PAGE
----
As our world grows more complex, and we must confront hundreds of minuscule moral choices in any given week, how do we begin to define our characters?
Who we are is determined by how we choose to move through the world. Our choices define us, but how do we make those choices?
What influences our thoughts and actions?
Our good character is defined by certain virtues that we value as our moral code.
However, knowing what those virtues are and why they are important is key to developing your personal operating system for life.
What are virtues, and why do we need them?
Virtues are the cornerstone of ethics and morality, impacting how we navigate our relationships with others and ourselves.
Living in alignment with these virtues affords us a more fulfilling life, one in which we intrinsically value the worth of humanity. A life of virtue means making the conscious choice to love and respect the world around you.
Virtues are important for a number of reasons. These traits help us navigate the uncertain waters of moral obligation, and bring us closer together as social beings.
Here are a few reasons why we ought to define our character by virtuous traits:
To help you figure out your moral code, we’ve put together a virtues list of 100 words and their meanings.
Let’s begin with one of the most famous lists of virtues.
Aristotle’s List of Virtues
Philosophers have sought to understand the complicated arena of morality for hundreds of years. There are as many theories on how to live an ethical life as there are years spent attempting to understand it.
However, Aristotle’s Virtue Ethics is an excellent place to start when tackling the concept of living morally. He boils down these truths into 12 virtues to live by.
1. Courage- To not define yourself by fear, but to live bravely.
2. Temperance- To live in moderation and not seek joy from material wealth.
3. Liberality- To not restrict oneself but to live freely.
4. Magnificence- To be charismatic and move in style.
5. Magnanimity- To possess a spirit of generosity.
6. Ambition- To have a healthy pride in what one does.
7. Patience- To be of good temper. To have a calm manner of being.
8. Friendliness- To be social and receptive to forming relationships.
9. Truthfulness- To live honestly and with candor.
10. Wit- To find humor in the world and express it with joy.
11. Modesty- To regulate one’s ego.
12. Justice- To be guided by truth and a moral sense of right and wrong.
The Definitive List of Virtues
While Aristotle gives us a simple list of good virtues, the recipe for living well isn’t always simple. His moral virtues list sketches out an outline of his more complex philosophical musings on ethics.
You don’t have to scour the philosophy section of your library to understand and value essential virtues. We have gathered an additional list of virtues and their definitions you can aspire to which will bring more balance to your life.
13. Acceptance – To be able to come to terms with what you cannot change.
14. Accountability – To hold yourself to what you say and to take ownership for what you have done.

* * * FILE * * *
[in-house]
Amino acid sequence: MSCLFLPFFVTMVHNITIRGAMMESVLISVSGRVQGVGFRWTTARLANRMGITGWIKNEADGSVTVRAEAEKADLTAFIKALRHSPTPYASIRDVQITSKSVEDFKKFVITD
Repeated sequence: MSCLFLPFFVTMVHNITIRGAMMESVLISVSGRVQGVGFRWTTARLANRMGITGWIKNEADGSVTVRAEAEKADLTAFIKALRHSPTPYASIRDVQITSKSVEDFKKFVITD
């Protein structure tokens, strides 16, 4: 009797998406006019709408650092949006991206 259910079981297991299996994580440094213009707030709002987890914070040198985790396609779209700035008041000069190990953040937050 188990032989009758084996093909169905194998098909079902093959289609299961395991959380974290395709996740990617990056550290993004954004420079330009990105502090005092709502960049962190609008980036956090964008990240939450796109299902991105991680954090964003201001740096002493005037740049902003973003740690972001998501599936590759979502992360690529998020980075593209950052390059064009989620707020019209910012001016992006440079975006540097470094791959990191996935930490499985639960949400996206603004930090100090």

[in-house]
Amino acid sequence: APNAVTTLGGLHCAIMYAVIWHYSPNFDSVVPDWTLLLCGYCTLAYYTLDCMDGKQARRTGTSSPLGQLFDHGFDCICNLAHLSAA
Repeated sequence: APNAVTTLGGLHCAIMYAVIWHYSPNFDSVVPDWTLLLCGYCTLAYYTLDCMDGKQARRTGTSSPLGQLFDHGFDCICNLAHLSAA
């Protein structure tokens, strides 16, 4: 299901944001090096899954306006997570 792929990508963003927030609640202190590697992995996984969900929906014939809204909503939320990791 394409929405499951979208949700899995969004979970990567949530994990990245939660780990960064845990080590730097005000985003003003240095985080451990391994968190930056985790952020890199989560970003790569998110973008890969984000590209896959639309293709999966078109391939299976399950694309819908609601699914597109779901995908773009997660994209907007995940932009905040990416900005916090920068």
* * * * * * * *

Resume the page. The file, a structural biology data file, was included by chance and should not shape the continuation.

15. Appreciation – To recognize the good you have been given and value the work of others.
16. Assertiveness – To take your place and take up space.
17. Authenticity – To be true to oneself, your spirit, and your nature.
18. Beauty – To possess pleasurable traits, physically and otherwise.
19. Caring – To show concern for your fellow man.
20. Certitude – To have conviction in what you believe.
21. Charity – To live with a spirit of giving. To love others through that spirit.
22. Courage – Mental and moral fortitude in the face of fear and uncertainty.
23. Cleanliness – The practice of being clean, keeping yourself, and the areas you inhabit in a clean state.
24. Commitment – To fulfill one’s agreements, to make a pledge regarding the future.
25. Compassion – The ability to empathize with the pain of others and to possess a desire to help alleviate that pain.
26. Confidence – To believe in one’s own potential for success.
27. Consideration – To think cautiously and pragmatically about your choices.
28. Contentment – To find happiness and fulfillment in your current state of being.
29. Cooperation – To work together in order to achieve together.
30. Courtesy – To consider the needs of others while making decisions for oneself.
31. Creativity – The power to conceive new ideas.
32. Decisiveness – The ability to effectively and quickly make choices and decisions.
33. Detachment – To be able to experience your emotions without allowing them to control or overwhelm you.
34. Determination – To be committed to achieving something difficult.
35. Devotion – A sense of loyalty and commitment.
36. Dignity – To possess self-control and a sense of honor.
37. Diligence – The intersection of persistence and care.
38. Discernment – The ability to analyze a difficult scenario and make a conscious decision as a result of your analysis.
39. Empathy – To be able to understand the feelings and emotional worlds of others.
40. Endurance – The ability to find strength and move forward in a continuous state of difficulty.
41. Enthusiasm – Excitement for something or someone you enjoy. To take an active interest in them.
42. Excellence- To be of the highest quality.
43. Fairness – To give equal weight to the treatment of people.
44. Faith – To have a strong belief in something.
45. Fidelity – Continuous faith in something or loyalty to someone or something.
46. Flexibility – A willingness to change or take part in a change.